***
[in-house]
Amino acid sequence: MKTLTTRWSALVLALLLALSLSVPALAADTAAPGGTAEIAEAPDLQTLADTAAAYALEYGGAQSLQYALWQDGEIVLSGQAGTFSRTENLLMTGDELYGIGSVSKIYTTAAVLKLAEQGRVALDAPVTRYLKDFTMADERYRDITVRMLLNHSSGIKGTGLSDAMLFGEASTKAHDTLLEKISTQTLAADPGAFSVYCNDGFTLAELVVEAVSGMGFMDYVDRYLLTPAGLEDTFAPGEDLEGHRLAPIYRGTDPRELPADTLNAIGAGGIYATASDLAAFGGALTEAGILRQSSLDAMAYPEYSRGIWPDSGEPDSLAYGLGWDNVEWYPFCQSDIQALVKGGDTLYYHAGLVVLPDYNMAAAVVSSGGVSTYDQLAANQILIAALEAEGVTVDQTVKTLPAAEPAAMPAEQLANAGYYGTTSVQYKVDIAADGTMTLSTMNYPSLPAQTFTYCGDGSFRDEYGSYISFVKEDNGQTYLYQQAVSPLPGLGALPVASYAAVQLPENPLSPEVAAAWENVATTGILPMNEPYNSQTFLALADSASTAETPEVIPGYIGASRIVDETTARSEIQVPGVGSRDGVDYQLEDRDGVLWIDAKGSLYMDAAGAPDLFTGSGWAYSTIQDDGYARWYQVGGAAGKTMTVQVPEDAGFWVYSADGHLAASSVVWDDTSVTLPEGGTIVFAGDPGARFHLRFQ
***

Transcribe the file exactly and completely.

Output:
[in-house]
Amino acid sequence: MKTLTTRWSALVLALLLALSLSVPALAADTAAPGGTAEIAEAPDLQTLADTAAAYALEYGGAQSLQYALWQDGEIVLSGQAGTFSRTENLLMTGDELYGIGSVSKIYTTAAVLKLAEQGRVALDAPVTRYLKDFTMADERYRDITVRMLLNHSSGIKGTGLSDAMLFGEASTKAHDTLLEKISTQTLAADPGAFSVYCNDGFTLAELVVEAVSGMGFMDYVDRYLLTPAGLEDTFAPGEDLEGHRLAPIYRGTDPRELPADTLNAIGAGGIYATASDLAAFGGALTEAGILRQSSLDAMAYPEYSRGIWPDSGEPDSLAYGLGWDNVEWYPFCQSDIQALVKGGDTLYYHAGLVVLPDYNMAAAVVSSGGVSTYDQLAANQILIAALEAEGVTVDQTVKTLPAAEPAAMPAEQLANAGYYGTTSVQYKVDIAADGTMTLSTMNYPSLPAQTFTYCGDGSFRDEYGSYISFVKEDNGQTYLYQQAVSPLPGLGALPVASYAAVQLPENPLSPEVAAAWENVATTGILPMNEPYNSQTFLALADSASTAETPEVIPGYIGASRIVDETTARSEIQVPGVGSRDGVDYQLEDRDGVLWIDAKGSLYMDAAGAPDLFTGSGWAYSTIQDDGYARWYQVGGAAGKTMTVQVPEDAGFWVYSADGHLAASSVVWDDTSVTLPEGGTIVFAGDPGARFHLRFQ